What is the best source of calcium?

What’s required for our body to absorb Calcium? And what’s the link with Vitamin D?

Getting enough calcium in the diet is important for healthy bones and teeth, as well as helping regulate blood pressure, nerve function and muscle contraction. Too little calcium in the diet can lead to osteoporosis in later life, a chronic disease leading to weakening of the bones, resulting in bone fracture. Worldwide it is estimated that 1 in 3 women aged over 50 will experience osteoporotic fractures, while 1 in 5 men will be affected.

Adults need an estimated 700mg of calcium per day to help maintain the skeleton. This translates to one glass of milk (250mg), two sardines (91mg) and 100g of calcium set tofu (350mg) per day. The most recent National Diet and Nutrition Survey, which looks at dietary intakes of the UK population, showed that most adults were hitting the 700mg nutrient target. If you have coeliac disease, osteoporosis, are breastfeeding, or post-menopause you may need up to 1000mg or 1500mg. The British Dietetic Association have a useful tool for assessing how much calcium you get in your diet as well as tips and tricks to improve dietary intakes.

Dairy products are the most common food sources for dietary calcium requirements. The bioavailability in milk is 30-35%, which appears to be low. Relatively speaking, that is much higher in comparison to spinach, where only around 5% of calcium can be absorbed. This is due to some plants like spinach containing inhibitory substances such as oxalates and phytates, which compete with uptake, meaning you would need to consume eight times the amount of spinach compared to milk to achieve that same uptake of calcium.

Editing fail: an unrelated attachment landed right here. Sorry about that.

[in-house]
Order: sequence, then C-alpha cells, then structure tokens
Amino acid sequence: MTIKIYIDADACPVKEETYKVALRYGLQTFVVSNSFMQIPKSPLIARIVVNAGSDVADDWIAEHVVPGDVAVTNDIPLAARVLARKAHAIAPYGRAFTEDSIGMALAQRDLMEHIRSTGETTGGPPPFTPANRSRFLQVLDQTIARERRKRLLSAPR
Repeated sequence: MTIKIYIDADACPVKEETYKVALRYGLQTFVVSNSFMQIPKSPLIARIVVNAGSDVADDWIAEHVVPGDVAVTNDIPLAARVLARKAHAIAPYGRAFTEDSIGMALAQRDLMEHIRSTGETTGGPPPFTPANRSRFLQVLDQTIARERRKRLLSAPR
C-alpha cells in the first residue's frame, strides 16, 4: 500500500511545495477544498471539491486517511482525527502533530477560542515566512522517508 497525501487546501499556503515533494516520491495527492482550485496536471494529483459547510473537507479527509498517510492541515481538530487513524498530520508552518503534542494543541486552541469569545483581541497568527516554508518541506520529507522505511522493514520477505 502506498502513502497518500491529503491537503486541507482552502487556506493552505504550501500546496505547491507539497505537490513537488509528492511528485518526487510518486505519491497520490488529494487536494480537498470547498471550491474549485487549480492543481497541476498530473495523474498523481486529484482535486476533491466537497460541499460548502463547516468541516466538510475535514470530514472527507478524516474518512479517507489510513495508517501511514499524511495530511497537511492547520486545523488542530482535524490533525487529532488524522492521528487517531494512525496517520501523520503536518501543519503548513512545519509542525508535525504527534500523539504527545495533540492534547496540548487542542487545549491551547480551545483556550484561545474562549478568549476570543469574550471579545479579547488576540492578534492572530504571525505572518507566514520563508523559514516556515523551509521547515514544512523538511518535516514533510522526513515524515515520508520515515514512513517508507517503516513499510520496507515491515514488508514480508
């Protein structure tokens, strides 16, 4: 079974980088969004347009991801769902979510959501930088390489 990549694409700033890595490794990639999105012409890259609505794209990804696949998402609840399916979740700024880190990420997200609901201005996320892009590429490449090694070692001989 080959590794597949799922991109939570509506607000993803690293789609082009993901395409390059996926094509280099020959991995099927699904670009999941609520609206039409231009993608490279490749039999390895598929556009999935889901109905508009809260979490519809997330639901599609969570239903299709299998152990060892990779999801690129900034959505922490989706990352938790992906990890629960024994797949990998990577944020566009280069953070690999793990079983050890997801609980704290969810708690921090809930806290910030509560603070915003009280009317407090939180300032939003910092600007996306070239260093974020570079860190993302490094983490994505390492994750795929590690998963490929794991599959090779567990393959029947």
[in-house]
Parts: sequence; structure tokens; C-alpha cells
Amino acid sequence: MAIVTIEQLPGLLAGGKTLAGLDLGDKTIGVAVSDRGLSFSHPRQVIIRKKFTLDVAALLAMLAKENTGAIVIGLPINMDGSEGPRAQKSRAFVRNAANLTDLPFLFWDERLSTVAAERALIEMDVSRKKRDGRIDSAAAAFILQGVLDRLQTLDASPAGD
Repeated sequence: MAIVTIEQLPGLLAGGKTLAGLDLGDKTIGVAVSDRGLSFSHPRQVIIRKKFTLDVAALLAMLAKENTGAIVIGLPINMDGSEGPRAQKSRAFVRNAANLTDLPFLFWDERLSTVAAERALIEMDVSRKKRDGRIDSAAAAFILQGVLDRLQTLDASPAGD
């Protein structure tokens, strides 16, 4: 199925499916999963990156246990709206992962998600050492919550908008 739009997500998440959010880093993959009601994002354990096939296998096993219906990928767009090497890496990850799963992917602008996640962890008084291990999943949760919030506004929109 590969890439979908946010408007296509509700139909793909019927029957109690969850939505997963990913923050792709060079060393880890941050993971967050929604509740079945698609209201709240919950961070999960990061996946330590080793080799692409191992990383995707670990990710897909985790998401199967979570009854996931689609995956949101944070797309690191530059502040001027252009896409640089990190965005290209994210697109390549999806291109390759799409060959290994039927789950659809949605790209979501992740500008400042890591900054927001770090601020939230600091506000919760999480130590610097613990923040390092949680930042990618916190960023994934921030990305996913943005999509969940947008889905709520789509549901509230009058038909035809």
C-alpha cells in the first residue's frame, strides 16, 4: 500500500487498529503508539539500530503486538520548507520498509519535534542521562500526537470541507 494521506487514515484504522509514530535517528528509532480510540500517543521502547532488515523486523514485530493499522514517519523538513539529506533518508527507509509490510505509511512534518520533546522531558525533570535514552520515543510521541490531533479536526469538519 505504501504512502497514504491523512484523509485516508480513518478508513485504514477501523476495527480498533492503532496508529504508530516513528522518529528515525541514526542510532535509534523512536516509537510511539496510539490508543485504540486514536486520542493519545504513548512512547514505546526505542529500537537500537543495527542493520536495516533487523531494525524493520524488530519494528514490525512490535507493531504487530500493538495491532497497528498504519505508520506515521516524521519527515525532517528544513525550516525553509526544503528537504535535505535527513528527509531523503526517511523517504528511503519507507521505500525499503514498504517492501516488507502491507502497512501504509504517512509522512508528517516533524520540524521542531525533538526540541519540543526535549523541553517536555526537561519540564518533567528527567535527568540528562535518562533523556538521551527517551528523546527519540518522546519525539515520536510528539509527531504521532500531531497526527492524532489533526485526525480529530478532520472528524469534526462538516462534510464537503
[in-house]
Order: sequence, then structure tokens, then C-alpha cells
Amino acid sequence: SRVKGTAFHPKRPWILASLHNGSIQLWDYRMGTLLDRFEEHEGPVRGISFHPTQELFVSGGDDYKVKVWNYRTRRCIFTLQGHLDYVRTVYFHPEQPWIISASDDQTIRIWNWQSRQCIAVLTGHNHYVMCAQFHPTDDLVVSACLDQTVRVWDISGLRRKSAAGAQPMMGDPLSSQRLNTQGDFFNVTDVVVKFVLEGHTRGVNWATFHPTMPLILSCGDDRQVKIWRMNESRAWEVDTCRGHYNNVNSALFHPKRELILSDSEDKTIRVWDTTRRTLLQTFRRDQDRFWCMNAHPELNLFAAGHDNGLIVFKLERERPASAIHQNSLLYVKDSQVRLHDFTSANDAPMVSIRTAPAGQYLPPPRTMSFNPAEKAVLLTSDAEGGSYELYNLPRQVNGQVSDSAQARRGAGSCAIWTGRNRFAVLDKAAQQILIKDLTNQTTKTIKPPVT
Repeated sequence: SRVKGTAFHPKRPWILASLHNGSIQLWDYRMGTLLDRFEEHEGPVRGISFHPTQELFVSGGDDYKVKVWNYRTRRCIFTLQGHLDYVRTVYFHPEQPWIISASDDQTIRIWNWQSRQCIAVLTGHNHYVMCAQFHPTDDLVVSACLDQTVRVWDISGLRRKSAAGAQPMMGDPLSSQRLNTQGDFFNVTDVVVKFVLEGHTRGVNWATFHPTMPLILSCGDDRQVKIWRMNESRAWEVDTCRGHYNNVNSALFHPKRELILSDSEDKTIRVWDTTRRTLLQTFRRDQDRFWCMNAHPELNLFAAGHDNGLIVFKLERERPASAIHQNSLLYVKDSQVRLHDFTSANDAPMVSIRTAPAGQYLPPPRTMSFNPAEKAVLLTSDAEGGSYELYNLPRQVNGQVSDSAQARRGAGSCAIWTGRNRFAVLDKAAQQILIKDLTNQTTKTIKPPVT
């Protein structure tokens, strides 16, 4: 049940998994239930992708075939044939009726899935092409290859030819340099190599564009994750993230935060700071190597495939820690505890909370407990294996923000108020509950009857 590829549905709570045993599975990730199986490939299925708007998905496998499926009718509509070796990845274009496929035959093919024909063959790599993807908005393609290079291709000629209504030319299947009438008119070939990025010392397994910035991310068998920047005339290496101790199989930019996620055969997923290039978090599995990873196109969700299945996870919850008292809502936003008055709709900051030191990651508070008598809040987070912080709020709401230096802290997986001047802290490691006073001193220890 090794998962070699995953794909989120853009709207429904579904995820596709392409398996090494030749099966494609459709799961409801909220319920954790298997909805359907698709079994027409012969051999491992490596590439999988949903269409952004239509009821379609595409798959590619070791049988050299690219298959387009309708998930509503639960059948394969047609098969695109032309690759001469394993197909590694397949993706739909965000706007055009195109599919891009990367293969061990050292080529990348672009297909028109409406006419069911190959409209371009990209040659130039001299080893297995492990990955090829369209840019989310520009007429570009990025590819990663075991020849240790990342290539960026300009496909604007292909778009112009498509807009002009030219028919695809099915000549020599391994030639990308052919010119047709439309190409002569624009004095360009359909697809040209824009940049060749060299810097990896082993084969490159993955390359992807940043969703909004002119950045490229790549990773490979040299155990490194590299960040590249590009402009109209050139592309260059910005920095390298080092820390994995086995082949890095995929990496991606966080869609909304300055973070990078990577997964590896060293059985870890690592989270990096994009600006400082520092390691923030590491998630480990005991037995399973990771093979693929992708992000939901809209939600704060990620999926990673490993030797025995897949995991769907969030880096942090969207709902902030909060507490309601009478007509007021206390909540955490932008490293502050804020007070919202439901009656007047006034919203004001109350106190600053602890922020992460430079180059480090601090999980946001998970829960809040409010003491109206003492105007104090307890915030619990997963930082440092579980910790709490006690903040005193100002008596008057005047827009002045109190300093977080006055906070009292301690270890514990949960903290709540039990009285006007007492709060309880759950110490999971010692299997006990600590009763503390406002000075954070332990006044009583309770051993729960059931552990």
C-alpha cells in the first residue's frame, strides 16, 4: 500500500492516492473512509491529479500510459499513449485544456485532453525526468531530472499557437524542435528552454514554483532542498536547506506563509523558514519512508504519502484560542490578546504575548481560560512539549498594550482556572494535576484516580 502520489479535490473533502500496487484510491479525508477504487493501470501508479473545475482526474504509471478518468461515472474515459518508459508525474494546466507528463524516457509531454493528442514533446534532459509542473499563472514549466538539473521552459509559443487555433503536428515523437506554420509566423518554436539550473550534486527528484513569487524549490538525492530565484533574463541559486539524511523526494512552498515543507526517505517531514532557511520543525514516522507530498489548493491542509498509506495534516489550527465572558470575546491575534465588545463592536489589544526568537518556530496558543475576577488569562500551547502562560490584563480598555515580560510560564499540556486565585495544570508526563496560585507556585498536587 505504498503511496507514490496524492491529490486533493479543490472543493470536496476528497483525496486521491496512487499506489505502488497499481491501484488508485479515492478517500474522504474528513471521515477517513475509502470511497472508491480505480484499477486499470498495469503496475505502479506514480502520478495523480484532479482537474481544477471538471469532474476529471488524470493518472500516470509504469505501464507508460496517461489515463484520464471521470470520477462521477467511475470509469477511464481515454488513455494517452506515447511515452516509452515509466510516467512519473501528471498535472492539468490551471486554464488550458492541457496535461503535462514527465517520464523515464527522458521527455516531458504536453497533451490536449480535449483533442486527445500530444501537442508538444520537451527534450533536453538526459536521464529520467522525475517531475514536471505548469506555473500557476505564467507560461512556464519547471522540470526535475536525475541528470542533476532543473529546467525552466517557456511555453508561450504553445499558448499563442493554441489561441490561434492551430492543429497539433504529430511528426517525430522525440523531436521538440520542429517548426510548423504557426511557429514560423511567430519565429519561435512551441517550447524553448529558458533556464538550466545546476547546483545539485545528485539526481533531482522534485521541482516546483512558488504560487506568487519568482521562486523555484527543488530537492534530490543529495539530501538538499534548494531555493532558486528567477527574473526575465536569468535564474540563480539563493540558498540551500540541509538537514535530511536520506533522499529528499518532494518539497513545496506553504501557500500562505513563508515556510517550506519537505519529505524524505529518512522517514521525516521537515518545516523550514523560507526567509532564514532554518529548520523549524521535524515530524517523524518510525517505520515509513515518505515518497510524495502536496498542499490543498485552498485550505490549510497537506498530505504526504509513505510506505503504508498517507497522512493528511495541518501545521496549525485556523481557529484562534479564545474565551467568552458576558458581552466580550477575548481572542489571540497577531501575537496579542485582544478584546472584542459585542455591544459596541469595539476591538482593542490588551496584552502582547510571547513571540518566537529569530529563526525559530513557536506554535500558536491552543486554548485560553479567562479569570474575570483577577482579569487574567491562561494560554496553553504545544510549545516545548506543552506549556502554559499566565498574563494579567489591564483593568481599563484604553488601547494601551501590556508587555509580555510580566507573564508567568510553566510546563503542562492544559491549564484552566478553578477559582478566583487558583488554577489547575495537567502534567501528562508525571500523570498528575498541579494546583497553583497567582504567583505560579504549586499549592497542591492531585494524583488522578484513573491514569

Fish like sardines, pilchard, white bait are highest on the list with up to 400mg of calcium per 100g of fish, if you eat the bones, providing a higher content than milk. For people with lactose intolerance or dietary restrictions there are other good sources of calcium, for example green leafy vegetables (e.g kale, spring green, parsley), almonds, sesame seeds, and soya protein (firm tofu). It is always advised to have a wide variety of sources for our dietary intake. Further sources of this vital mineral can be found at the National Osteoporosis Society.

Dietary sources of calcium

It is also important to point out that Vitamin D is required for the absorption of calcium, as well as aiding maintenance of bone health. See our recent blog on Vitamin D and the new government regulations due to latest research.

Combining dietary intakes of calcium with weight bearing exercise can also improve bone density, helping keep osteoporosis at bay. Weight bearing exercises include walking, running, boxing and high impact aerobics, and all help prevent bone loss by stimulating bone-strengthening processes.

If you are concerned about not achieving the right intake, speak to your GP or local pharmacist about supplementation.

By Pippa

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